This was when Sven felt that he needed to think of a solution to the problem himself. He studied different concepts used on the development of ball bearings from all over Europe. He especially took great interest in a report from Professor Richard Stribeck in 1902. Stribeck was then affiliated with the Institute of Technology in Dresden, Germany where he tried comparing the properties of ball bearings and plain bearings using scientific methods. This gave Wingquist the idea that there was a lot of room for innovations in this industry. He set up a small workshop inside the factory where he worked and conducted several tests and came up with a lot of different designs.

In 1906, he came up with a simple design that was made up of two rows of balls and two rings, the single-row, self-aligning ball bearing. The outer ring’s interior was spherical in shape which allowed freedom of movement for the inner ring. With the entire load equally divided between the two balls, friction was controlled and further damage to the drive shafts was finally avoided.

Building Svenska Kullagerfabriken (S.K.F.)

Wingquist’s invention caught the eyes of a number of investors. Upon closing a few deals, Svenska Kullagerfabriken, more popularly known now as SKF, was founded in 1907. Wingquist personally went around the entire country, demonstrating how his ball bearings worked and finding new customers who can benefit from his invention. In a matter of months, he had talked to over a hundred companies in different areas and never failed to impress his audiences. He received order after order for his invention. In the same year, he got a Swedish patent for his design in eleven countries including his own.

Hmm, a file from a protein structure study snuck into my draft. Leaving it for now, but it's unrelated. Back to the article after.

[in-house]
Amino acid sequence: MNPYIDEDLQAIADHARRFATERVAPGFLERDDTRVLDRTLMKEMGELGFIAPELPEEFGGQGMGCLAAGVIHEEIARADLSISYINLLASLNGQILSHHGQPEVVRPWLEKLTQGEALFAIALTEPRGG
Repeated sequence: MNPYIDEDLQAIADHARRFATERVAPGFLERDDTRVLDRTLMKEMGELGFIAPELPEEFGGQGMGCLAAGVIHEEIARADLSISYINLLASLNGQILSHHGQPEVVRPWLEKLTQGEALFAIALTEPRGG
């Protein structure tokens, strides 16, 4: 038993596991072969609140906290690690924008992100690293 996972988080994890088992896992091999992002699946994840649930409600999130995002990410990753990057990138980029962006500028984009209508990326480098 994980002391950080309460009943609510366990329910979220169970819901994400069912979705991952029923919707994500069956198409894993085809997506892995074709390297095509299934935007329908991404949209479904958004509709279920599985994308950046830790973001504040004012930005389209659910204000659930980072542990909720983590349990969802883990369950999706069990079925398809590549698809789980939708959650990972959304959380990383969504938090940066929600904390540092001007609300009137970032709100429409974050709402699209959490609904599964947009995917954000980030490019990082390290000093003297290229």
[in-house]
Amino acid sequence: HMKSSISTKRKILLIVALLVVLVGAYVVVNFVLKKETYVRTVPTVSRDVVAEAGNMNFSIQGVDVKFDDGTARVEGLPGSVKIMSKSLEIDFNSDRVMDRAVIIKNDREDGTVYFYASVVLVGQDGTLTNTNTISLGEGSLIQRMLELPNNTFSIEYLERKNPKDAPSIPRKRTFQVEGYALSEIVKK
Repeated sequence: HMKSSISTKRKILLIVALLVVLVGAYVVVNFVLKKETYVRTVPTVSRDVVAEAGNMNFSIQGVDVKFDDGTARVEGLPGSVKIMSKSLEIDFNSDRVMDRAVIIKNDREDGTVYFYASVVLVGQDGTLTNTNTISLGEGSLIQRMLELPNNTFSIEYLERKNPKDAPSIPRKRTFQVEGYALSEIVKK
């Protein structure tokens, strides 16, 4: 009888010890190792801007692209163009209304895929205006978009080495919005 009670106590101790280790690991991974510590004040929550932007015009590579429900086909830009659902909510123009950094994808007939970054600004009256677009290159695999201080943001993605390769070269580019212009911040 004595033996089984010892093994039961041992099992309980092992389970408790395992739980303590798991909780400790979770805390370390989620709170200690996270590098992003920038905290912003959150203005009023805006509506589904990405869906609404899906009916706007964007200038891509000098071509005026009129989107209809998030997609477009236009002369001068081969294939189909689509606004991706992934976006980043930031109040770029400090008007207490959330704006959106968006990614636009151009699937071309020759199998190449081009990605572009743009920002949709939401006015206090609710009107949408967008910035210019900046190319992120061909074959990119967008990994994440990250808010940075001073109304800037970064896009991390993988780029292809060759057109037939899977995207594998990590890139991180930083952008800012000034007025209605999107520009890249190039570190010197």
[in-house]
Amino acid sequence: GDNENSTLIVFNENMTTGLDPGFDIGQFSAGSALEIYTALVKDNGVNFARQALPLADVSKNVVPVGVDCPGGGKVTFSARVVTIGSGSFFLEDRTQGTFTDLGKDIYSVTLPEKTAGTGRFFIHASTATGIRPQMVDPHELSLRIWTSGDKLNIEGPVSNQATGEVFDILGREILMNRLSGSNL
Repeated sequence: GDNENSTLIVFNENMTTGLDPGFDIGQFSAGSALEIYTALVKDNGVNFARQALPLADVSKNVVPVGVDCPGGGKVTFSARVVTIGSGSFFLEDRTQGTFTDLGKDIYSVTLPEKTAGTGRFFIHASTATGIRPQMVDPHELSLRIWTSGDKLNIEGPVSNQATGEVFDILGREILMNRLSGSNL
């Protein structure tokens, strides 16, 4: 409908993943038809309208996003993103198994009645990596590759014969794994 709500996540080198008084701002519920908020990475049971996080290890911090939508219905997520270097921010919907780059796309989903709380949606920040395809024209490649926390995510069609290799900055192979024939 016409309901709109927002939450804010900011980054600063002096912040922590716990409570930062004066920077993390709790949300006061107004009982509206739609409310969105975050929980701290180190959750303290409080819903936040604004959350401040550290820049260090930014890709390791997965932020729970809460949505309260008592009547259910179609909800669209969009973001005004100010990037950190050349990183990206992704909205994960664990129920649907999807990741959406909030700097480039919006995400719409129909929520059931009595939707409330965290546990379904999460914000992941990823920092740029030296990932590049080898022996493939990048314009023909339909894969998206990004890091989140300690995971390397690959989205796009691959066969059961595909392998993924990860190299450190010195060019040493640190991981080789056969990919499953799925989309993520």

Business boomed to unimaginable heights bringing Wingquist a lot of fame and fortune. In 1908 alone, over SEK 114,000 worth of products were ordered, which was quite a fortune at that time. After eight years, SKF grew to become a global company, with factories built in 27 countries around the world. By 1920, SKF has been receiving orders for SEK 23 million worth of ball bearings.